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The Black Poets Paperback – April 1, 1985
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From the Publisher
"The claim of The Black Poets to being... an anthology is that it presents the full range of Black-American poetry, from the slave songs to the present day. It is important that folk poetry be included because it is the root and inspiration of later, literary poetry. Not only does this book present the full range of Black poetry, but it presents most poets in depths, and in some cases presents aspects of a poet neglected or overlooked before. Gwendolyn Brooks is represented not only by poems on racial and domestic themes, but is revealed as a writer of superb love lyrics. Turning away from White models and returning to their roots has freed Black poets to create a new poetry. This book records their progress."--from the Introduction by Dudley Randall
From the Inside Flap
"The claim of "The Black Poets to being... an anthology is that it presents the full range of Black-American poetry, from the slave songs to the present day. It is important that folk poetry be included because it is the root and inspiration of later, literary poetry. Not only does this book present the full range of Black poetry, but it presents most poets in depths, and in some cases presents aspects of a poet neglected or overlooked before. Gwendolyn Brooks is represented not only by poems on racial and domestic themes, but is revealed as a writer of superb love lyrics. Tuming away from White models and retuming to their roots has freed Black poets to create a new poetry. This book records their progress."--from the Introduction by Dudley Randall
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I already knew about Randall because I graduated from Cass Technical High School, one of Detroit's jewels, in June, 1969. At Cass, I majored in Computer Programming. But, because I was always an avid reader, huge fan of poetry, and loved to write, I took several advanced English courses, where we studied a few of Randall's poems.
So, when I got to U of D, the first thing I heard was that Dudley Randall, the author of "the Ballad of Birmingham", a sad, but powerful tribute to the 4 little Black girls murdered by a bomb planted in the basement of the 16th Street Baptist Church, in Birmingham, Alabama, in 1963, a mere 18 days after the historic March on Washington, was the reference librarian.
His desk was on the first floor. And, whenever I saw him, he was working methodically and quietly, among stacks of books that were scattered about on what must have been his desk. It wasn't until I took several Black Literature courses, during the latter days of the Black Arts Movement in Detroit, that I discovered the real Dudley Randall and his impact on Black literature and American letters, in Detroit and around the country.
Using his own money, Randall founded and financed the Broadside Press, located near the U of D campus, while working full time as a reference librarian. And his pioneering work as a Black publisher and mentor to a generation of young Black poets, like Don Lee, later known as Haki Madhubuti, and ex-convict, Etheridge Knight, best known for his poem, "the Idea of Ancestry" and the folk poem, "I Sing of Shine", opened up the closed doors of the White publishing world, and introduced White and Black America to a generation of Black poets, who had a lot to say.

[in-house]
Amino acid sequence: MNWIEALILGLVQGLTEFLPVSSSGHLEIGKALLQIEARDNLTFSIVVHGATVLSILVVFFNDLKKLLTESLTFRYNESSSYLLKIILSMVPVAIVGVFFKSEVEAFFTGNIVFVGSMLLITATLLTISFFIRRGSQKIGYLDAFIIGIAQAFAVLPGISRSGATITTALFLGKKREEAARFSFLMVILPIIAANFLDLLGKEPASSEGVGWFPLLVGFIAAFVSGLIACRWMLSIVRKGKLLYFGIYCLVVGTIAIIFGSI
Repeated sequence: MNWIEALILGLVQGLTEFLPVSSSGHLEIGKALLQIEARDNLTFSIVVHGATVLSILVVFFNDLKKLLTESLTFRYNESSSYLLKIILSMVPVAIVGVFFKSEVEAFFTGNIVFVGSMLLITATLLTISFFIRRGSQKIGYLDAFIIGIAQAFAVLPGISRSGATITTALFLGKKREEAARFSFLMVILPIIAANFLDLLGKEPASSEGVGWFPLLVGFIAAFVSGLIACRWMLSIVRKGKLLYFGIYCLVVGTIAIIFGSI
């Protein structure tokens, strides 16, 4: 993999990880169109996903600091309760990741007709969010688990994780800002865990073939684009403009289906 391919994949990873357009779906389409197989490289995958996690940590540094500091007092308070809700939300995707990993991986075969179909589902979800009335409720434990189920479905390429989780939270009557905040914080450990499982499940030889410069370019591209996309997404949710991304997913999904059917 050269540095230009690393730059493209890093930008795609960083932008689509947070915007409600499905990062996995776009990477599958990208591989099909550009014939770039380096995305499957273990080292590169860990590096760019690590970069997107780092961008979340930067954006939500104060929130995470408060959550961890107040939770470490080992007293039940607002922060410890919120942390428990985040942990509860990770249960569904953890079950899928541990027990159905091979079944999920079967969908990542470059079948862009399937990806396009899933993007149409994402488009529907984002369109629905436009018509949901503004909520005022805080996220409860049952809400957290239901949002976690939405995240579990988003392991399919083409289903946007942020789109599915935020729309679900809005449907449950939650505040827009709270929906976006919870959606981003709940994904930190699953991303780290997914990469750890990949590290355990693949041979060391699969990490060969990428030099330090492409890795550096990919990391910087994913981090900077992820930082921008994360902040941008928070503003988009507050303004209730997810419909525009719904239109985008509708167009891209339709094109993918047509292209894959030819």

In one of my Black literature courses, taught by Mary Helen Washington, years before she became Dr. Mary Helen Washington, of "Black Eyed Susans and Midnight Birds" fame, one of the books we used, "the Black Poets", originally published in 1971, has to be called Dudley Randall's magnum opus.
He was not only the editor of this unprecedented anthology, but some of his most complex and profound poetry, like "Black Poet, White Critic", "Roses and Revolutions", and "A Different Image", was included.
As implied by each of the seven 5-star reviews, and explicitly stated by Dudley Randall in his scholarly introduction, from the beginning of the Black sojourn in America, through the 1960's, "the Black Poets" is the definitive anthology of Black poets, and their struggle to define themselves, the Black experience, and the movement towards the creation of what Randall called "a new poetry".
This book is an absolute treasure. It should be be read and re-read by anyone who loves literature, in general, poetry, in particular, and is open-minded enough to benefit from the wisdom and profound insights this ancient art provides into the complexities, contradictions, failures, hopes, indomitable spirit and triumphs of the Black people who often died in attempts to make the promise of America a realilty.
From the simple, but power packed rhythms, rhymes, and dialect of the "folk poetry" of unknown Black bards:
"We raise de wheat,
Dey gib us de corn;
We bake de bread;
Dey gib us de crust;
We sif the meal;
Dey gib us de huss;
We peel de meat;
Dey gib us de skin;
and dat's de way
Dey take us in),
to Countee Cullen's 20th Century musing about what Black people, forcibly removed from our native land, may have lost, and the real meaning of the African Diaspora,
What is Africa to me:
Copper sun or scarlet sea,
Jungle star or jungle track,
Strong bronze men, or regal black
Women from whose loins I sprang,
When the birds of Eden sang?
One three centuries removed
from the scenes his fathers loved,
Spicy grove, cinamon tree,
What is Africa to me?,
Dudley Randall's, "the Black Poets", carefully and repeatedly read, takes American literature, poetry, and the idealistic, pristine life it often depicts, and turns it upside down, so that anyone, Black or White, with the eyes, heart, and willpower to discern and accept the truth, about the real Black experience in America, can be inspired to begin the hard work of making this country the land of freedom and equality, for everyone, that God meant it to be.